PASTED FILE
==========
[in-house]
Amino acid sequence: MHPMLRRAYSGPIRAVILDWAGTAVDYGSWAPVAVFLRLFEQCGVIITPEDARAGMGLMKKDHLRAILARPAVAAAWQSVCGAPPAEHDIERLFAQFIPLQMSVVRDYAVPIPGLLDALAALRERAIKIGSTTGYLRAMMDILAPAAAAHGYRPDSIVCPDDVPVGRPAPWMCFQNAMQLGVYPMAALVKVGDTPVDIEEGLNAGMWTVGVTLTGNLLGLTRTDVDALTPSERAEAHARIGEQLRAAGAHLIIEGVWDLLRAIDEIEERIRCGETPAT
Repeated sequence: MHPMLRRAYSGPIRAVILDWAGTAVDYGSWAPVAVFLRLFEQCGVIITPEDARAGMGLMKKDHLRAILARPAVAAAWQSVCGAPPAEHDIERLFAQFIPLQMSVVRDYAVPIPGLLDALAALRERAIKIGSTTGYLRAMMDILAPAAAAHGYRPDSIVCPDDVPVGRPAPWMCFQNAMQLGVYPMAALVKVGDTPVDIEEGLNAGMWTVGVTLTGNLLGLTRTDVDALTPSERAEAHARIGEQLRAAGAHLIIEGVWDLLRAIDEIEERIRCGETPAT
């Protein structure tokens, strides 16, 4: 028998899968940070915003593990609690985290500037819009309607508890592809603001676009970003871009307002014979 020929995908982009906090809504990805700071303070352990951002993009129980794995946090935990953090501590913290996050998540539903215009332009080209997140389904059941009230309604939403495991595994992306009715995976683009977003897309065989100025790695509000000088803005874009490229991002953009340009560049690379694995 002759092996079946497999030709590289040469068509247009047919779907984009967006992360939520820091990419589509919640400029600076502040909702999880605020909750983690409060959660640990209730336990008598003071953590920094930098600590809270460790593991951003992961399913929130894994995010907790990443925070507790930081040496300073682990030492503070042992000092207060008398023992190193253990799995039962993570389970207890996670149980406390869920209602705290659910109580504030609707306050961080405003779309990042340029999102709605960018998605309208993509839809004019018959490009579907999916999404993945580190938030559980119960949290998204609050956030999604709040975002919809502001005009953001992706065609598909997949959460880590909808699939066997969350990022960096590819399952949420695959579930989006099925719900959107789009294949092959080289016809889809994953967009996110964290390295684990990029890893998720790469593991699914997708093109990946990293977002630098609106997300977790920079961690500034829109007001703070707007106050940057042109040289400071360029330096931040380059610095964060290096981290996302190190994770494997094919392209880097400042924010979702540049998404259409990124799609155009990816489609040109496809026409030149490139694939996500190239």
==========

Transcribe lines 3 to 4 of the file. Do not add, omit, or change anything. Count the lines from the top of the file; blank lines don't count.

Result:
Repeated sequence: MHPMLRRAYSGPIRAVILDWAGTAVDYGSWAPVAVFLRLFEQCGVIITPEDARAGMGLMKKDHLRAILARPAVAAAWQSVCGAPPAEHDIERLFAQFIPLQMSVVRDYAVPIPGLLDALAALRERAIKIGSTTGYLRAMMDILAPAAAAHGYRPDSIVCPDDVPVGRPAPWMCFQNAMQLGVYPMAALVKVGDTPVDIEEGLNAGMWTVGVTLTGNLLGLTRTDVDALTPSERAEAHARIGEQLRAAGAHLIIEGVWDLLRAIDEIEERIRCGETPAT
């Protein structure tokens, strides 16, 4: 028998899968940070915003593990609690985290500037819009309607508890592809603001676009970003871009307002014979 020929995908982009906090809504990805700071303070352990951002993009129980794995946090935990953090501590913290996050998540539903215009332009080209997140389904059941009230309604939403495991595994992306009715995976683009977003897309065989100025790695509000000088803005874009490229991002953009340009560049690379694995 002759092996079946497999030709590289040469068509247009047919779907984009967006992360939520820091990419589509919640400029600076502040909702999880605020909750983690409060959660640990209730336990008598003071953590920094930098600590809270460790593991951003992961399913929130894994995010907790990443925070507790930081040496300073682990030492503070042992000092207060008398023992190193253990799995039962993570389970207890996670149980406390869920209602705290659910109580504030609707306050961080405003779309990042340029999102709605960018998605309208993509839809004019018959490009579907999916999404993945580190938030559980119960949290998204609050956030999604709040975002919809502001005009953001992706065609598909997949959460880590909808699939066997969350990022960096590819399952949420695959579930989006099925719900959107789009294949092959080289016809889809994953967009996110964290390295684990990029890893998720790469593991699914997708093109990946990293977002630098609106997300977790920079961690500034829109007001703070707007106050940057042109040289400071360029330096931040380059610095964060290096981290996302190190994770494997094919392209880097400042924010979702540049998404259409990124799609155009990816489609040109496809026409030149490139694939996500190239």